Above: Map in Hut 8 at Bletchley Park; Zygalsky sheets, intercepted messages and paperwork dressing in Hut 8; German Enigma documents for background dressing; Identity cards for those at Bletchley Park; Intercept and decrypt documents at Bletchley Park
The duo worked closely with Bletchley Park and in particular with historian Dr Joel Greenberg to piece together the story of the documents and make sure they were as authentic as possible. “Like always with films like this we’re supposed to suddenly be experts – you’ve got a few weeks to pull that all together and someone’s spent their life researching it so we’re always dependent on that kind of help,” says Mina. “Likewise, with some of the drawings that Turing made of his thinking, his visual notes, we had quite a few of those and then we had to run with that and create other things in the style of them. So some of that’s not specifically his.”
While being authentic, the graphics also have to fit with the general mood and feel of the film. They are there to add richness and depth to the story, not to stand out on their own merits. “It’s trying to get into the mood and the flavour of the person whose story you’re trying to tell or the environment that you’re trying to describe,” says Mina of the overall aim. “That’s really the interesting bit for us, filling the gaps visually for the audience so that you as a viewer don’t necessarily notice, it just feels authentic and it flows. It’s still a storytelling process and you want to enrich it for the viewer… Where the job is interesting as a graphic designer for film is where you have to research something and then transport it into the two hours you’ve got of screen time and make it both authentic and visually interesting and engaging for the viewer.”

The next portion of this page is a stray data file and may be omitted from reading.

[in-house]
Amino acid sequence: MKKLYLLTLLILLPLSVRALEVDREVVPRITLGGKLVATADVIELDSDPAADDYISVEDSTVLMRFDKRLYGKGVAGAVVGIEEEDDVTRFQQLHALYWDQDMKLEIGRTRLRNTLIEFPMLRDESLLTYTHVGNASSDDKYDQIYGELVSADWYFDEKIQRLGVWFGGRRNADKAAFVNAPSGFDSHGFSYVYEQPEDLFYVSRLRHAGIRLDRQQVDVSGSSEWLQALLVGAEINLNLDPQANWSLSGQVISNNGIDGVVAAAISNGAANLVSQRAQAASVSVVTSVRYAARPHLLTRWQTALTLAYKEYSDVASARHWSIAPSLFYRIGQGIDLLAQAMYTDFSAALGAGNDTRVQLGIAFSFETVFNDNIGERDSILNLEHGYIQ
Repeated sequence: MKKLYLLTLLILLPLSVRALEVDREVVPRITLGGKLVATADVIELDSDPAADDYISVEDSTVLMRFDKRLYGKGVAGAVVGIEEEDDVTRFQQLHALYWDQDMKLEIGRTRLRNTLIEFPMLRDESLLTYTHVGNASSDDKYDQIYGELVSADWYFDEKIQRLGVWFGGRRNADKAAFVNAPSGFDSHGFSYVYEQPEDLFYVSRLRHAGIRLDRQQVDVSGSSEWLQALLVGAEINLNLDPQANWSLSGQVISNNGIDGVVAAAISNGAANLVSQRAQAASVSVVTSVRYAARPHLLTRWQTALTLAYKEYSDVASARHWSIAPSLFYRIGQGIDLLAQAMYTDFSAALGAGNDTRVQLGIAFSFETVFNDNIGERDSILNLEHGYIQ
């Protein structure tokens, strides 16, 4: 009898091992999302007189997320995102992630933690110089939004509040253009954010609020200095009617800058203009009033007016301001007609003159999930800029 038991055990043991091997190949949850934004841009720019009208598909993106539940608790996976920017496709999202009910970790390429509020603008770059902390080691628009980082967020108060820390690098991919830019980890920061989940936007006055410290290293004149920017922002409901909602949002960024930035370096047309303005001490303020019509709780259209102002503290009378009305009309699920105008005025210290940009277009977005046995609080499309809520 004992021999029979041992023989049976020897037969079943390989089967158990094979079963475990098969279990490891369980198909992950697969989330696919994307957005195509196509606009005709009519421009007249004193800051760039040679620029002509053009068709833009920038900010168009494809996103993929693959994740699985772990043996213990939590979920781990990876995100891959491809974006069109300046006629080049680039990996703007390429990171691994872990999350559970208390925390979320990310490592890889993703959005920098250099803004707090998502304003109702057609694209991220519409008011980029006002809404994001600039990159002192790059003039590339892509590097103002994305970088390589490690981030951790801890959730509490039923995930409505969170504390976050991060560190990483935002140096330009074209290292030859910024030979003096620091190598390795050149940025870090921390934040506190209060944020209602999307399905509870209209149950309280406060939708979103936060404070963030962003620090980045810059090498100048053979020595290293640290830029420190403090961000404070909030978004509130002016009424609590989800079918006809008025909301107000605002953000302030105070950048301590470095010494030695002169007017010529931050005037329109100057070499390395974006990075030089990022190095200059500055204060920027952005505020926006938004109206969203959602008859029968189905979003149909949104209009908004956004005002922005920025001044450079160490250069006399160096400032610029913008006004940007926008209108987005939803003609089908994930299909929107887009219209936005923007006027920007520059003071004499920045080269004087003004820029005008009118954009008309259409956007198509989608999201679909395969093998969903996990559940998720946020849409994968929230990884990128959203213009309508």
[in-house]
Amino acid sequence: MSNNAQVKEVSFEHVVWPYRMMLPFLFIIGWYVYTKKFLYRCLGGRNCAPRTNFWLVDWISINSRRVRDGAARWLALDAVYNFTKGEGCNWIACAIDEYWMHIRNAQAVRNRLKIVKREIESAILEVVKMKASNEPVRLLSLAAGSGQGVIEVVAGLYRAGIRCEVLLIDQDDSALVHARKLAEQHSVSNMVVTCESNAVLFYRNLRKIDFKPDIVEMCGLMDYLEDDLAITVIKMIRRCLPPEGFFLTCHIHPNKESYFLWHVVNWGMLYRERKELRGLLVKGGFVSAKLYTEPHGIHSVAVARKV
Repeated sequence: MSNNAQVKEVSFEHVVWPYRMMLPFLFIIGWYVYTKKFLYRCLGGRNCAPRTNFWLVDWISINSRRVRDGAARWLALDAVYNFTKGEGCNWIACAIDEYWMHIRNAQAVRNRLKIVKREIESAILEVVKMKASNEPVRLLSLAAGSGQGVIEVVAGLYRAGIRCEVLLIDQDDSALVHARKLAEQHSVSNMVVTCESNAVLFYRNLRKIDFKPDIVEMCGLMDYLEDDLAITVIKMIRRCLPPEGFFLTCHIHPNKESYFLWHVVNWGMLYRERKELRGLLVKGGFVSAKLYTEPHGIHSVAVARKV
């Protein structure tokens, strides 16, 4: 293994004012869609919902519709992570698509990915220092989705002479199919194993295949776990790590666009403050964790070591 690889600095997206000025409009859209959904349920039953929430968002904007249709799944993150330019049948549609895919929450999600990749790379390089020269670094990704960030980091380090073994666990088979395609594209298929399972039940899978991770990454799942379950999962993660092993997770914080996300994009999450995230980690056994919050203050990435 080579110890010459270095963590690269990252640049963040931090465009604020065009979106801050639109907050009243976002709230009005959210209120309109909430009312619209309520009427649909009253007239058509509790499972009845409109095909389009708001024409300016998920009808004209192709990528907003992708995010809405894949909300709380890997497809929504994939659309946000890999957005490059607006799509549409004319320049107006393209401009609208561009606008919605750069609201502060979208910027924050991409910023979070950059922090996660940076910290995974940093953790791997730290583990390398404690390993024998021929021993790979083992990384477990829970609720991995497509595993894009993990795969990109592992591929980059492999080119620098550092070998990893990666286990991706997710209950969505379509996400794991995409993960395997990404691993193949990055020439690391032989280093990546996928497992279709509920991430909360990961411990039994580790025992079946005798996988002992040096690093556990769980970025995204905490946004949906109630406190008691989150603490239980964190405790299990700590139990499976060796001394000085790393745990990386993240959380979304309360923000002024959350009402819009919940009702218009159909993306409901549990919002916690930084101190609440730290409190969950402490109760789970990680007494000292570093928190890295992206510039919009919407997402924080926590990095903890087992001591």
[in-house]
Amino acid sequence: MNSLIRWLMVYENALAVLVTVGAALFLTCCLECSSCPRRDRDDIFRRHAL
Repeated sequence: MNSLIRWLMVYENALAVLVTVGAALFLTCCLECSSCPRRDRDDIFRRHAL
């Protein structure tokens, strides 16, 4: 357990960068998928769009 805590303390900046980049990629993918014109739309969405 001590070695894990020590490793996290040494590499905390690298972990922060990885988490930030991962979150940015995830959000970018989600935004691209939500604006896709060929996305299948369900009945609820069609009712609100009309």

Above: Turing’s notes and schematic drawings at his desk in Bletchley Park; Detail of Turing’s notes and drawings; Pressed leaves and sketches at Turing’s house; Turing’s sketches at his house. All images © Black Bear Pictures/The Weinstein Company
The code-breaking documents were the most difficult to recreate, in part due to the sheer quantity that the pair had to produce. “We always do repeats of everything,” says Mina, “because sometimes you’ve got a wide shot and then a close up…. So [we had to] create what looked like quite impulsive, spontaneous documents, and then recreate them, each time with the crayon marks in exactly the same place, and make sure they had some credibility, because they’ll be some people that know… There were lots and lots of them as well, there were scenes where he stole some of the papers and went to her flat with them – we had to have bundles and piles of this stuff. Also they set fire to it, which was not right at the end of shooting so all that had to be back on set again a few days later.”
As to whether the team managed to pull off the look convincingly, Mina admits that they have not had much direct feedback from the public either way. Viewers are quick to point out errors these days though, so this is probably a sign in itself of their success – plus Bletchley Park has now decided to include a number of props from the film in the exhibit there, which, as Mina says, is “kind of a nice endorsement of the work”.